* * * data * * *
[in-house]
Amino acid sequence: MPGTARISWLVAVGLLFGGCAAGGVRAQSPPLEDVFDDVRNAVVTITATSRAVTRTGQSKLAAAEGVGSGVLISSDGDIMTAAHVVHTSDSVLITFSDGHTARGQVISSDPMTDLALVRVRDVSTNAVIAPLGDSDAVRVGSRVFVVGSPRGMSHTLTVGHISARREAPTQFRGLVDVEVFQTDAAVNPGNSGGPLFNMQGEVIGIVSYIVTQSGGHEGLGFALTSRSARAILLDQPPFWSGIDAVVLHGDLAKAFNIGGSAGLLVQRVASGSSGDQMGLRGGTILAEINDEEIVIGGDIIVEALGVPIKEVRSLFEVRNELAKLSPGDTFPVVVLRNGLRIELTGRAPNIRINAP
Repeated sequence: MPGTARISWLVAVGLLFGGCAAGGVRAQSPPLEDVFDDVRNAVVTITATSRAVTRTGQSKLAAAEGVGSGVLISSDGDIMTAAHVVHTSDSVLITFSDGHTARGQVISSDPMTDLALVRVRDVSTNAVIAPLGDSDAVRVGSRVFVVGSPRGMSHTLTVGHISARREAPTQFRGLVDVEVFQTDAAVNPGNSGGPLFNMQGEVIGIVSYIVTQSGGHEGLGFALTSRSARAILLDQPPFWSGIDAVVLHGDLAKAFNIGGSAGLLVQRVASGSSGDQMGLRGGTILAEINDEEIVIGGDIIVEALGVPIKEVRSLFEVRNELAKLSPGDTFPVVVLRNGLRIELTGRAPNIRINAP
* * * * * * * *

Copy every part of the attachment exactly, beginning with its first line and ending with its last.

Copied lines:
[in-house]
Amino acid sequence: MPGTARISWLVAVGLLFGGCAAGGVRAQSPPLEDVFDDVRNAVVTITATSRAVTRTGQSKLAAAEGVGSGVLISSDGDIMTAAHVVHTSDSVLITFSDGHTARGQVISSDPMTDLALVRVRDVSTNAVIAPLGDSDAVRVGSRVFVVGSPRGMSHTLTVGHISARREAPTQFRGLVDVEVFQTDAAVNPGNSGGPLFNMQGEVIGIVSYIVTQSGGHEGLGFALTSRSARAILLDQPPFWSGIDAVVLHGDLAKAFNIGGSAGLLVQRVASGSSGDQMGLRGGTILAEINDEEIVIGGDIIVEALGVPIKEVRSLFEVRNELAKLSPGDTFPVVVLRNGLRIELTGRAPNIRINAP
Repeated sequence: MPGTARISWLVAVGLLFGGCAAGGVRAQSPPLEDVFDDVRNAVVTITATSRAVTRTGQSKLAAAEGVGSGVLISSDGDIMTAAHVVHTSDSVLITFSDGHTARGQVISSDPMTDLALVRVRDVSTNAVIAPLGDSDAVRVGSRVFVVGSPRGMSHTLTVGHISARREAPTQFRGLVDVEVFQTDAAVNPGNSGGPLFNMQGEVIGIVSYIVTQSGGHEGLGFALTSRSARAILLDQPPFWSGIDAVVLHGDLAKAFNIGGSAGLLVQRVASGSSGDQMGLRGGTILAEINDEEIVIGGDIIVEALGVPIKEVRSLFEVRNELAKLSPGDTFPVVVLRNGLRIELTGRAPNIRINAP